A two-year effort to unify cryptocurrency business regulations across the U.S. has concluded – now, the technology’s enthusiasts just have to convince legislators to enact it.
Established in 1982, the Uniform Law Commission (ULC) is a non-profit association made up of 350 commissioners. All are lawyers by trade, and their goal is to draft legislation that brings clarity to areas where state law is creating instability.
Given the onerous regulatory regimes that have so far been enacted for cryptocurrencies, it may be no surprise that the ULC has taken an interest in the area. Since the group began its work in 2014, attempts by states to regulate the tech have attracted everything from public boycotts to criticism and petitions to ongoing lawsuits.
But with the ULC’s work now concluded, some industry observers are optimistic this narrative could see a much-needed reversal.
Stephen Middlebrook, an attorney with Womble Carlyle who served as the American Bar Association advisor to the ULC during its drafting process, expects several states to introduce its Uniform Regulation of Virtual Currency Businesses Act in upcoming legislative sessions around the country.
Middlebrook told CoinDesk:
“It’s my understanding that legislators in several states who were interested in legislating in this area held off waiting for the Uniform Act. So, I think there’s sort of a built up demand for it.”
Appeals for clarity
Others involved with the work agree.
Sarah Jane Hughes, who served as reporter for the ULC committee, said Texas and California – which were involved in the drafting process – would likely be early adopters.
“We believe that there are a number of states that have been holding back their own regulatory and legislative approaches in order to wait for this,” she said.
The Uniform Act seeks to spell out which virtual currency-related activities are – and are not – considered money transmission, and therefore require licensure. It further defines foundational concepts such as the “custody” of crypto assets.
One of the more innovative items the bill seeks to put into law is a three-tier licensing structure that offers full exemptions for individuals and small entities, creates a regulatory sandbox for startups and grants full licensure status for larger virtual currency businesses.
And legislators seem keen to continue engaging and working with the nascent industry.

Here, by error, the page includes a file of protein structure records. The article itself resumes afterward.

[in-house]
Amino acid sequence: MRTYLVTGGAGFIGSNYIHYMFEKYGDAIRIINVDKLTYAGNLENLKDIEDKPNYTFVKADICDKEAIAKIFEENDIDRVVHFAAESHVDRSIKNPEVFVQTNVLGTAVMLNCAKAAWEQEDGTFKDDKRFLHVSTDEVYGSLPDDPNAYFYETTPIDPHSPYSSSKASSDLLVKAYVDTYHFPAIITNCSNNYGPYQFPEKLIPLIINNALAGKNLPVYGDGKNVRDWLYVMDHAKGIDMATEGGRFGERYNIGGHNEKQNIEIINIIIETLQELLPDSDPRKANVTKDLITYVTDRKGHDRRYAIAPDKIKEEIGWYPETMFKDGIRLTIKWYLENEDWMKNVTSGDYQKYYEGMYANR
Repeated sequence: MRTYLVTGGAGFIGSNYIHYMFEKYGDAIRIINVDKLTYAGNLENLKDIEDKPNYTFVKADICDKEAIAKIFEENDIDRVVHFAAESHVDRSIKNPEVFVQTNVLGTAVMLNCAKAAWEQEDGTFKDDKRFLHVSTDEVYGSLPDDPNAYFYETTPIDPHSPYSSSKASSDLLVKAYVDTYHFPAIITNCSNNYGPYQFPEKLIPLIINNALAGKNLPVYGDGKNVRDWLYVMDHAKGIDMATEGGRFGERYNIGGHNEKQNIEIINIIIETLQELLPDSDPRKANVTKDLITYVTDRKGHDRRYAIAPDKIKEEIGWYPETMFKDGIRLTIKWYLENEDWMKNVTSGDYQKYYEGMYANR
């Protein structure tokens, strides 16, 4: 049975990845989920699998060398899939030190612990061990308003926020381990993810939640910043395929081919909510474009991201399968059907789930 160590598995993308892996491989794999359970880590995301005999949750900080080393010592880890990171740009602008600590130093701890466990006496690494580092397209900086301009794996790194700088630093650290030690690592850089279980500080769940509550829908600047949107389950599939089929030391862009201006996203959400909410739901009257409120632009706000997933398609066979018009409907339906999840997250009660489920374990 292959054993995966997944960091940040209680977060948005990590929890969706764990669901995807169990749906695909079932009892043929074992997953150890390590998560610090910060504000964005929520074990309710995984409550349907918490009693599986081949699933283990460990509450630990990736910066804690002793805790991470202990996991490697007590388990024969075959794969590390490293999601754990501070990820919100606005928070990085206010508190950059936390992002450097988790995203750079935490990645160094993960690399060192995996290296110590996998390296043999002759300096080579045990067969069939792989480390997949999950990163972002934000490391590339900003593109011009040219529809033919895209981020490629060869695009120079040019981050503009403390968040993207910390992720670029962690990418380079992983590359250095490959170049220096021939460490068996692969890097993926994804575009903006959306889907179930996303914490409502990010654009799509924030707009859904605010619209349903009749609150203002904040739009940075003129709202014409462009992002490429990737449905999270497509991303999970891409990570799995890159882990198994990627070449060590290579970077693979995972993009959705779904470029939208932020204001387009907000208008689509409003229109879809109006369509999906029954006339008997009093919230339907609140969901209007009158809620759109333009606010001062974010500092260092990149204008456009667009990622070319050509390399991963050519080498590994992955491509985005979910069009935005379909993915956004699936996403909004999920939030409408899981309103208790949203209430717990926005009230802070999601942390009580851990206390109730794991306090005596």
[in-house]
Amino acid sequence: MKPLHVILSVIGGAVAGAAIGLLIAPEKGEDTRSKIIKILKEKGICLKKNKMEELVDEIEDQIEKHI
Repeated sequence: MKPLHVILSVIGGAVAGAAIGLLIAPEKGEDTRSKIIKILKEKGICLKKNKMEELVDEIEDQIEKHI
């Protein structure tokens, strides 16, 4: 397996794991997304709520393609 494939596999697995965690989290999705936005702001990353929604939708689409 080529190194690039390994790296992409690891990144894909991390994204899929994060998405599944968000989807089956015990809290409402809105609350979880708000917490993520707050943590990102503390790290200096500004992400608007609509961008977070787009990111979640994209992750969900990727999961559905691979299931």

Matt Dababneh, a member of the California state assembly who has introduced virtual currency legislation in the past, told CoinDesk he is considering the Uniform Act, explaining:
“I have been monitoring the growth and progression of virtual currency and how it impacts our economy. I am still reviewing all of the recommendations put forth in the [Uniform] Act. I will continue to be engaged in this issue as virtual currency becomes a more prominent payment option for businesses throughout the state.”
With all this optimism, though, there’s still an uphill battle ahead.
According to Carol Van Cleef, a fintech attorney with BakerHostetler, getting the law passed in any single state, much less all 50, will be a challenge. And there’s history to prove it.
About 17 years ago, a uniform money transmitter statute was circulated, with the idea that money transmitters would only need to receive a license from one state, which could then be used as a passport to operate in other states, said Van Cleef.
“As of today, I think approximately 10 states have adopted that. So, we’re not going to see this as a real panacea, or think that we’re resolving the state money transmitter issue,” she said at a conference last month in Washington, D.C.
Complicating matters further, a segment of the virtual currency community remains stridently opposed to the Uniform Act on the grounds it too closely resembles New York’s “BitLicense” regulation, which they claim has chased fintech innovators out of the state.
The Bitcoin Foundation, a non-profit of waning influence in the industry, has urged the National Council of State Legislatures (NCLS), a group that represents state legislators and staff, to direct its members to reject the bill.
Writing to the NCLS, the foundation’s executive director Llew Claasen warned:
“Adopting a model act with the characteristics of the New York regulation is sure to threaten the existence of the fintech industry nationwide.”
And there might be merit in these ideas.
Given the fast-moving nature of cryptocurrencies and related technologies, laws like the BitLicense have shown a propensity to quickly become dated.
Since the law was drawn up in 2014, two separate movements have sprung out of the tech: bank-focused private blockchains and initial coin offerings – both of which haven’t been addressed on the state level.
Still, Middlebrook advocated for a balance here, as both regulators and innovators seek to find a middle ground that can perhaps only be found with time.
“The choice really is whether it’s going to be regulated using statutes and regulatory schemes that were designed for other things that don’t really mesh well with virtual currency, or whether a regulatory scheme is going to be something specifically designed for businesses operating in this area.”